From then on I made an effort to try and engage her to talk in class. I noticed others do the same. Granted, we were in a smaller class, and many of us had known each other for years within the major, and perhaps that made her feel more comfortable as well. When I started hanging out with her and some of the other grad students socially, she talked about her life and her experiences.
People hit on her constantly since she was a teenager, seeing her for nothing more than a trophy or a conquest. She tried dismissing them politely at first, but they didn’t stop, and often made her feel unsafe. She had to develop what she called the “bitch face” as a way to tell people to back off! Most of her life she had been seen but not heard, because her level of attractiveness was so high that people never expected anything out of her. She could have taken the easy road and let people do things for her, buy things for her, but that’s not who she was. Yes, physically she was and remains breathtakingly attractive, but she refuses to let her brilliant mind stay idle.
I had two other grad students in my class in similar situations. Both phenomenally gorgeous, and both also had to create facades that pushed people away. The bitch face defense seems a common tool among smokin’ hot women who are also blessed with brains.
As I thought about my female friends and how they dealt with this stigma of beauty, I thought about myself and what I have done.
Yes, I’m beautiful, but I never felt like people expected me to just sit there, say nothing, and be pretty. My level of beauty has always been pleasing enough that people enjoy my presence, but part of that enjoyment exchange has given me the access to be outspoken, to say my ideas without fear, and to have lengthy discussions with all manner of individuals. I’m sure that I get objectified for my level of attractiveness, but because I never had to contend with such dismissive behavior from onlookers, as my smokin’ hot friends have had to do, I learned early on how to assert my dominance in a conversation. My degree of beauty may have opened the door to these conversations, but I have always felt that people continued listening to me more for my mind than for my looks.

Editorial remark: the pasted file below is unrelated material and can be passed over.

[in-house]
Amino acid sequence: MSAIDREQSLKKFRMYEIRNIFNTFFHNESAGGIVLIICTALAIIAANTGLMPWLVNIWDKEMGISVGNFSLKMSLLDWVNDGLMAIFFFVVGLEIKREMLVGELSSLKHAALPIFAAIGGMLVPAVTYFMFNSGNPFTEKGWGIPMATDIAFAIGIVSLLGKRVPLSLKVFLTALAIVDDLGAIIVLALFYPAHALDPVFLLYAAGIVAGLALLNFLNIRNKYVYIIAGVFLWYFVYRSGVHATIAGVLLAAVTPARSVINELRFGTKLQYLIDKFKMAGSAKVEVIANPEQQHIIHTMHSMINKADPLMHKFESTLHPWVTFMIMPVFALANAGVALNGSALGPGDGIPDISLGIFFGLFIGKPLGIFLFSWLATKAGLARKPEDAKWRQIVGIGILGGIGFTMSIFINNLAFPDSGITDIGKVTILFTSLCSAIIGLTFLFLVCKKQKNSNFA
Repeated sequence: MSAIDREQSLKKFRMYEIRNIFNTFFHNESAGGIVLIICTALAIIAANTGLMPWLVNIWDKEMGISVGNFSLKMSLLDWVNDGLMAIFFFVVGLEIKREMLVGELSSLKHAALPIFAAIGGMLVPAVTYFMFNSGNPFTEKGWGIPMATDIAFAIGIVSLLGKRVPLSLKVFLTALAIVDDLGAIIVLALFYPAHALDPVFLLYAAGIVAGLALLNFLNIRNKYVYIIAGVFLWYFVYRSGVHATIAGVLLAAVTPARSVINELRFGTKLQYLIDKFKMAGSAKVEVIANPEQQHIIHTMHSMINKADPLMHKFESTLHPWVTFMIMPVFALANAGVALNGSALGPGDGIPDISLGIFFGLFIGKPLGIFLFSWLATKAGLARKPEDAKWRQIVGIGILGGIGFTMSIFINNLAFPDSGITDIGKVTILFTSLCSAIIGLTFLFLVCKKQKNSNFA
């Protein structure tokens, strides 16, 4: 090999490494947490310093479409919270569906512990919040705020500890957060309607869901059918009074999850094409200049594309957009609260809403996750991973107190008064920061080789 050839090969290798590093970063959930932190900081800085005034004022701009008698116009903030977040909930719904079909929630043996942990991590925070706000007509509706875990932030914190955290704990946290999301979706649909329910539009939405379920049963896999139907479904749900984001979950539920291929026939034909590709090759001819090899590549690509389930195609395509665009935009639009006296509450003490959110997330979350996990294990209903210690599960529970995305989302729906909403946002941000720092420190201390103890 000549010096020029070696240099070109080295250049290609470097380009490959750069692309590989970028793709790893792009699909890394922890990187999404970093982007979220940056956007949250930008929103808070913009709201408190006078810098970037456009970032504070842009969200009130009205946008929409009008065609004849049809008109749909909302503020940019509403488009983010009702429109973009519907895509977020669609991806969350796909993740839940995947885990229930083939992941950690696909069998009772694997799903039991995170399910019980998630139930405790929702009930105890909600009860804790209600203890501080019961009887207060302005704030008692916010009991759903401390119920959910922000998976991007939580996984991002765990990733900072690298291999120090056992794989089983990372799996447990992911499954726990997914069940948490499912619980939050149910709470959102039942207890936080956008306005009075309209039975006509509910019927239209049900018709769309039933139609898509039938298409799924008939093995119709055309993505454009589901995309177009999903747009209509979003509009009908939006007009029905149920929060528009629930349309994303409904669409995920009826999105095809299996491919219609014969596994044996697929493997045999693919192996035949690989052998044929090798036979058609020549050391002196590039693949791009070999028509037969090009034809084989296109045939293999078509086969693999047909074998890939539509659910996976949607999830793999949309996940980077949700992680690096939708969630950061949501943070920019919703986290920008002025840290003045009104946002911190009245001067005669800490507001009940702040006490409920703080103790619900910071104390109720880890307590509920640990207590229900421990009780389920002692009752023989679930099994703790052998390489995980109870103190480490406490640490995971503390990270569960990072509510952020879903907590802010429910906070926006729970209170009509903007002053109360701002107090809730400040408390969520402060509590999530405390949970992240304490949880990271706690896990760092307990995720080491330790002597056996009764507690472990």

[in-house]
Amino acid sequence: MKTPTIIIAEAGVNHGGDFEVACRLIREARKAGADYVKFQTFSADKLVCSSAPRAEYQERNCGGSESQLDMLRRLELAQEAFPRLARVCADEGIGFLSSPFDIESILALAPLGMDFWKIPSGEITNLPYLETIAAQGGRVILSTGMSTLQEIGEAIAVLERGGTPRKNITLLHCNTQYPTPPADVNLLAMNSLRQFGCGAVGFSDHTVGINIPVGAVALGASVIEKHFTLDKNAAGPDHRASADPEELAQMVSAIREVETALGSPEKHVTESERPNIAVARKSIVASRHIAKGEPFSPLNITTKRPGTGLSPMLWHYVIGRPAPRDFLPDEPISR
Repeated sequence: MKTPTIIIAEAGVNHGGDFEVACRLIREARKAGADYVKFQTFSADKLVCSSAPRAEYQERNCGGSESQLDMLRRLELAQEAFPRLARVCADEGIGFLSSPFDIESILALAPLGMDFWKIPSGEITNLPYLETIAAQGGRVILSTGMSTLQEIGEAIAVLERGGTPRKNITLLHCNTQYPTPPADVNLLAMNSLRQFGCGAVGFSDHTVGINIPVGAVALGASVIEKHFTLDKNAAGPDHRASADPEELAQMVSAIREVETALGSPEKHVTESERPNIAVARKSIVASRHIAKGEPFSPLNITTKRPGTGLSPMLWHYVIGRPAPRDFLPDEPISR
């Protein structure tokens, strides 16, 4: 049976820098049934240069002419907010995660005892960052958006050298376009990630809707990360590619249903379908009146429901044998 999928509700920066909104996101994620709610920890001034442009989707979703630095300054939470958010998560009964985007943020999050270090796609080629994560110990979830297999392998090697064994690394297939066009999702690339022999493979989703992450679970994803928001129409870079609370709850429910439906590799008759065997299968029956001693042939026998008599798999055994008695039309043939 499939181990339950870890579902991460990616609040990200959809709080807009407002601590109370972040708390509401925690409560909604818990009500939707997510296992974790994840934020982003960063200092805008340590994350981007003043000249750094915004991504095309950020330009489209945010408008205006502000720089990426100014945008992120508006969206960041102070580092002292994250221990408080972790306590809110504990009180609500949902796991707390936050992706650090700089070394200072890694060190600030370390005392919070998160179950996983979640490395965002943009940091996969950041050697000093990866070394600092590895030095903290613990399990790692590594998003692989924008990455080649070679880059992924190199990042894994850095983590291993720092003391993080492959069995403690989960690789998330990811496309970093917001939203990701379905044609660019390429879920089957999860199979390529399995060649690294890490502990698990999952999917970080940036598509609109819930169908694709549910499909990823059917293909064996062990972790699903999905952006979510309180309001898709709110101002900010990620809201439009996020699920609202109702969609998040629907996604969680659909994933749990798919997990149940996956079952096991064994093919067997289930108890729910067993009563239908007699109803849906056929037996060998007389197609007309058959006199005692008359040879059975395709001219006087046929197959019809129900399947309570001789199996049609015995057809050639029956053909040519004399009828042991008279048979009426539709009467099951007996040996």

Brilliant Minds in Beautiful Bodies
Going beyond myself and my own experiences, I see similar examples in television today. The show Agent Carter, for example, has the lead female character as both beautiful and brilliant. Physically, the actress playing Peggy Carter, Hayley Atwell, is quite good-looking, but she is not considered by societal standards to be smokin’ hot.
I think this was a deliberate choice by the writers and directors.
By choosing a beautiful but not smokin’ hot actress to play Carter, it confirms the fact that if a woman is too beautiful she will NOT be listened to. Instead, she would be treated like how everyone treated the characters played by Marilyn Monroe, for instance – they patted the hot bombshell on the head and let her giggle her way through everything. They expected nothing more of her than for her beauty to please them.
In this season of Agent Carter – and by the way ***SPOILER ALERT*** – the show goes one step further to underscore this aspect of the attractiveness scale.